Marjorie E. Bloss
It is with great pleasure that World Libraries presents nine papers from the second library conference organized by the Library of the Technical University of Lodz, Poland. The theme of the conference was “Libraries of the 21st Century: Will We Survive?” — most certainly a concern of libraries all over the world. More than 100 Polish librarians attended the conference, bringing them together with invited guests from abroad. Among them was Ed Valauskas, a member of World Libraries’ editorial board. It is Ed and Błażej Feret (Director of the Library of the Technical University of Lodz) whom we can thank for working out the arrangements for securing these papers.
Since the papers from the plenary session were originally in Polish, we thank those who worked so diligently translating them. World Libraries’ student interns deserve extra credit as well for their mark–up work. Many of them are now much more familiar with the Polish language and its diacritics.
Regarding the conference itself, the planners identified seven primary areas of interest. There was a focus at the conference on the history of libraries and, of course, insights into the future. A number of speakers at the conference examined the effects of technology on libraries, noting the importance of the Internet and digital technologies. Unquestionably, these are the key components governing the future of libraries, from how libraries will be staffed and managed, to expectations of users, to the role of the library in society as we find ourselves more and more involved with social networking. In selecting papers from the conference, we tried to provide a full range of perspectives from our Polish colleagues.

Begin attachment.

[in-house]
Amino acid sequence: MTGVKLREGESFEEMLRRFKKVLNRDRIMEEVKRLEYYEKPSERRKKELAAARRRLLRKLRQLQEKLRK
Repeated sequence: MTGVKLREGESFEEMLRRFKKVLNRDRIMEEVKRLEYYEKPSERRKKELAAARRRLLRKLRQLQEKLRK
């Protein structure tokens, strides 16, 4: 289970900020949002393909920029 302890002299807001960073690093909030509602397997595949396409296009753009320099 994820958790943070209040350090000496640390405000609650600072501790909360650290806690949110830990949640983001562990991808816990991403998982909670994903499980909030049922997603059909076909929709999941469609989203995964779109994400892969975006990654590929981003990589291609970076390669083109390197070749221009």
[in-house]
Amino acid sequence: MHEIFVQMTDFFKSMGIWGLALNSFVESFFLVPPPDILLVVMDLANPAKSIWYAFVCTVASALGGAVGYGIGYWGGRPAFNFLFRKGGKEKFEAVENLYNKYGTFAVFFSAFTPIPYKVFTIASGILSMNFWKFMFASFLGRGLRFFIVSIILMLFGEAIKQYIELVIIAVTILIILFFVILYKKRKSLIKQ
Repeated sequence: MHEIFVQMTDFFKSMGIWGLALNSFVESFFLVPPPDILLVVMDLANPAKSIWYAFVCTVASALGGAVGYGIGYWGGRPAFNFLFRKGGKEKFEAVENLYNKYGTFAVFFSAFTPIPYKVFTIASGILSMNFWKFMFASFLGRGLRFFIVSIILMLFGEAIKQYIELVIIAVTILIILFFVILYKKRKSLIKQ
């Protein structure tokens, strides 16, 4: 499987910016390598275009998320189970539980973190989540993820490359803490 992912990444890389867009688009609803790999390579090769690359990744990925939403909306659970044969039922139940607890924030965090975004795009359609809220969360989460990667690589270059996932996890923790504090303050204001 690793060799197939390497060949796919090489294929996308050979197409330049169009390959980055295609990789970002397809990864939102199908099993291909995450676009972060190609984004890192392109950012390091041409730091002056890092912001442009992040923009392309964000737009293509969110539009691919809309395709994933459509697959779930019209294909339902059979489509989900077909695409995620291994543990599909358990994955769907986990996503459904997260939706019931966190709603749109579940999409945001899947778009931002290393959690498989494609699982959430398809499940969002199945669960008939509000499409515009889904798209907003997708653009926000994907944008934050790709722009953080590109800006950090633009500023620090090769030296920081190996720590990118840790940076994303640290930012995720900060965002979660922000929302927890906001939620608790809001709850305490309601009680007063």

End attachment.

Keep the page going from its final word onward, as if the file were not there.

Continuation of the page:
In their introductory paper, Błażej Feret and Elżbieta Rożniakowska (Deputy Director at the Library of the Technical University of Lodz) summarize conclusions reached from the conference. Libraries should not be afraid to examine new technological trends, examining their impact not only within libraries but also relative to our respective communities. Finally, decisions should be made that will ultimately improve library practice, making it more effective.
The papers from this conference are valuable individually. Altogether, they provide an excellent overview of the world in which libraries — not only those in Poland — find themselves today. We are delighted to bring these papers to you and thank our Polish colleagues for their work and insight.
About the Author
Marjorie E. Bloss is a Lecturer in the Graduate School of Library and Information Science at Dominican University, River Forest, Illinois, USA.
Email: mbloss [at] dom [dot] edu
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